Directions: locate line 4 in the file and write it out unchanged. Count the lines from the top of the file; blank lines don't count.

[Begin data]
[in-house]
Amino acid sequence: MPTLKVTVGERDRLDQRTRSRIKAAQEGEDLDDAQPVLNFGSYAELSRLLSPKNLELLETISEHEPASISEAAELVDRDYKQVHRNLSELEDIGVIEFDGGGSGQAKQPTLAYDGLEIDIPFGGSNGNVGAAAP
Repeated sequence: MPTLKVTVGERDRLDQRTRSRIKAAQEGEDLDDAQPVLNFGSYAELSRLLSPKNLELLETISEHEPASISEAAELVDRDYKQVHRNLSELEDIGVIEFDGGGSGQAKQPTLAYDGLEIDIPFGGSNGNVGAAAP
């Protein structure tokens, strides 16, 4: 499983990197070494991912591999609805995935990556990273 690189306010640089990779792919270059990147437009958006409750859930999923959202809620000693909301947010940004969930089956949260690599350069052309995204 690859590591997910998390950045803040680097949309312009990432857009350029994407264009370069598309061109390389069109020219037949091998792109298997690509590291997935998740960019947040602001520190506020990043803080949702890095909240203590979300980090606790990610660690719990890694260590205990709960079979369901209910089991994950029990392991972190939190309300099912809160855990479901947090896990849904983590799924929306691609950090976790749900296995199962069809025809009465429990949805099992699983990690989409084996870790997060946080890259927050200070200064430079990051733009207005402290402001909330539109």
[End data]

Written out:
């Protein structure tokens, strides 16, 4: 499983990197070494991912591999609805995935990556990273 690189306010640089990779792919270059990147437009958006409750859930999923959202809620000693909301947010940004969930089956949260690599350069052309995204 690859590591997910998390950045803040680097949309312009990432857009350029994407264009370069598309061109390389069109020219037949091998792109298997690509590291997935998740960019947040602001520190506020990043803080949702890095909240203590979300980090606790990610660690719990890694260590205990709960079979369901209910089991994950029990392991972190939190309300099912809160855990479901947090896990849904983590799924929306691609950090976790749900296995199962069809025809009465429990949805099992699983990690989409084996870790997060946080890259927050200070200064430079990051733009207005402290402001909330539109």